Tracking the daily moves of the cryptocurrency craze can be exhausting. For now, Friday looks like the reckoning, with bitcoin prices plummeting. But just a day earlier, investors were sending the stock of a company up as much as 289 percent after it changed its name from Long Island Iced Tea Corp. to Long Blockchain. The day before that,the news was dominated by insinuations of insider trading on a prominent exchange. And who can even remember Tuesday at this point?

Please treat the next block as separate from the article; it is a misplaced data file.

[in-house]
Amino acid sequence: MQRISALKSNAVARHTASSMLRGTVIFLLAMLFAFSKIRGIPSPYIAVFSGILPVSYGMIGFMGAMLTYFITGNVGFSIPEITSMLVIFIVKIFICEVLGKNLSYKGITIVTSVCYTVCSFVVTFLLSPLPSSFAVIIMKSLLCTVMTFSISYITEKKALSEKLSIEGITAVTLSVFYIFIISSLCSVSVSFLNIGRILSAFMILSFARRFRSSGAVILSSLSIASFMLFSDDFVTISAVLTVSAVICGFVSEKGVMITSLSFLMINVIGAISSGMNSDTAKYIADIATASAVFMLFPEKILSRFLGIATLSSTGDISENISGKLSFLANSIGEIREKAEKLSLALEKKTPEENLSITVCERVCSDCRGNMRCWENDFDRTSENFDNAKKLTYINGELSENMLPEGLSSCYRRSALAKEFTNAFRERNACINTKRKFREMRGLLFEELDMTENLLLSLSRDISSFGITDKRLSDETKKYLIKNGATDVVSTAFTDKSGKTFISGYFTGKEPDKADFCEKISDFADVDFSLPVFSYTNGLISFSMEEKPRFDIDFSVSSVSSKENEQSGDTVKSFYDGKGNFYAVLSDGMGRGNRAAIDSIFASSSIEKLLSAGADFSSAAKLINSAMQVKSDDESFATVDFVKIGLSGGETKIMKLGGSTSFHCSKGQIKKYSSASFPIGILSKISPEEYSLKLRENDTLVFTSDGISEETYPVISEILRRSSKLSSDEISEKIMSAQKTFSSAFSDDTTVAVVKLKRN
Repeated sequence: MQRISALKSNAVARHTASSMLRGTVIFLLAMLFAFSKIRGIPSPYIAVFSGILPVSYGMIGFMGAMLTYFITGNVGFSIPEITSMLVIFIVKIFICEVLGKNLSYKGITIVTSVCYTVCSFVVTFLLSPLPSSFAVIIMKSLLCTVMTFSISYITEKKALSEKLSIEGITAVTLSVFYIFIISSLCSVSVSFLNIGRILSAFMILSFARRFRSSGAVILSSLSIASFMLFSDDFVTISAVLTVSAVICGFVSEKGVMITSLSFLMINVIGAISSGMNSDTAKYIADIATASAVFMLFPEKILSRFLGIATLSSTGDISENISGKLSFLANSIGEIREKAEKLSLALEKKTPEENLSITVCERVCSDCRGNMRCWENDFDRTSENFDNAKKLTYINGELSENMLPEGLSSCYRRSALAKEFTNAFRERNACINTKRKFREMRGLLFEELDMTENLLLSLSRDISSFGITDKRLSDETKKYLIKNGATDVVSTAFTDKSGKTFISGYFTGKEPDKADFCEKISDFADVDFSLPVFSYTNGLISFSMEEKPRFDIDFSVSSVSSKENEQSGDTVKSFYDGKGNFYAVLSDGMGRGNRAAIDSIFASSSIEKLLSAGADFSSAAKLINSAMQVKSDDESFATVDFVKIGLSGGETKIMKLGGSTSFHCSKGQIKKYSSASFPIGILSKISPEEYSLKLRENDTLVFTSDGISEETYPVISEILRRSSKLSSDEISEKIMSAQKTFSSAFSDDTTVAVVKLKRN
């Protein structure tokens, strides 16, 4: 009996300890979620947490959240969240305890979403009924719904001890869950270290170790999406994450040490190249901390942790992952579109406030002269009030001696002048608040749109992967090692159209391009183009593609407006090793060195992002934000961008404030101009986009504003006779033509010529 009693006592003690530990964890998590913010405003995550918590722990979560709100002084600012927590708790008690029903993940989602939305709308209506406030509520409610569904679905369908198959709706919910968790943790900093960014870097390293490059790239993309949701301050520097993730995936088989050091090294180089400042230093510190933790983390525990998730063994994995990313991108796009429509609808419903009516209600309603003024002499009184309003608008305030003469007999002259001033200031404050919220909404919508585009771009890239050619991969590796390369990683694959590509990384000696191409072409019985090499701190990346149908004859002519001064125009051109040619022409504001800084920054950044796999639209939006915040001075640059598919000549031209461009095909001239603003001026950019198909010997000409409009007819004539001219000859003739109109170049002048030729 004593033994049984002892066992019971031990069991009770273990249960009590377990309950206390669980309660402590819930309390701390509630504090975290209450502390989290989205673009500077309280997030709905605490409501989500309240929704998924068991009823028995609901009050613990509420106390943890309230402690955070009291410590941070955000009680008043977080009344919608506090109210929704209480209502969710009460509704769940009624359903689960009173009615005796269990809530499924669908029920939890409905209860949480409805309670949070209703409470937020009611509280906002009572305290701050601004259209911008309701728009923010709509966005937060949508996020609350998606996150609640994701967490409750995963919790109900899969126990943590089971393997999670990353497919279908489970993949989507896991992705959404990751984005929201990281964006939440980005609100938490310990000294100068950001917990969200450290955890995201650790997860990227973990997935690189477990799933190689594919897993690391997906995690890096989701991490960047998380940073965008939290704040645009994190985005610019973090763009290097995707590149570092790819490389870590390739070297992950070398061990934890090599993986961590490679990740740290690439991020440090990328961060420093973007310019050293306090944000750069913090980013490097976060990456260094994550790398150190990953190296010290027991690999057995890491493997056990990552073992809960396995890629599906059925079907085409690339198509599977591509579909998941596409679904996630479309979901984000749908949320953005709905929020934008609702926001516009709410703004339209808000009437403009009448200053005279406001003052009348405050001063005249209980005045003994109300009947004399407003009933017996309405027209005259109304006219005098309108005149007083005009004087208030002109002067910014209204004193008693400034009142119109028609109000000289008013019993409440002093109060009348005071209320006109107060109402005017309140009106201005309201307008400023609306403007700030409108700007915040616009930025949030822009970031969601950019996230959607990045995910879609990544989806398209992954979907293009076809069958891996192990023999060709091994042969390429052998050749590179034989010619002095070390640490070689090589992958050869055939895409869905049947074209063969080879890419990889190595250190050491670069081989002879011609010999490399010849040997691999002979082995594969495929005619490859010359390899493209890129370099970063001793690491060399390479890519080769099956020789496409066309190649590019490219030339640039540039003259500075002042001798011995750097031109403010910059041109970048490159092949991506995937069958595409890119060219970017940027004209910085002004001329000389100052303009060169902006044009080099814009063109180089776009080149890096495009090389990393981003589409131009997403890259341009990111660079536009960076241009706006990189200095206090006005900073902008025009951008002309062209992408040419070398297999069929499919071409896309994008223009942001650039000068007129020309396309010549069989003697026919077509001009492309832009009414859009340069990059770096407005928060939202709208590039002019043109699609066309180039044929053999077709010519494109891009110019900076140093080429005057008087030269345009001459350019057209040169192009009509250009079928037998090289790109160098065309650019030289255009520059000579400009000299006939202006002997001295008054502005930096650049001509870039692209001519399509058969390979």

“It’s one of the most inefficient markets I’ve ever seen,” said Arjun Balaji an engineer who trades cryptocurrencies and surveyed the dot-com bubble from his vantage point in kindergarten. Balaji has been buying bitcoins since 2012, and has recently made hundreds of thousands of dollars by day trading other digital coins, too. The market for cryptocurrencies is almost universally referred to as a bubble at this point, but it’s probably more accurate to describe it as a series of bubbles that are closely—but not entirely—related. In recent months, jumping between these bubbles has proven particularly profitable, leading to a cottage industry of self-proclaimed experts. “The money is moving from people who don’t understand the market,” said Balaji, “to people who do.”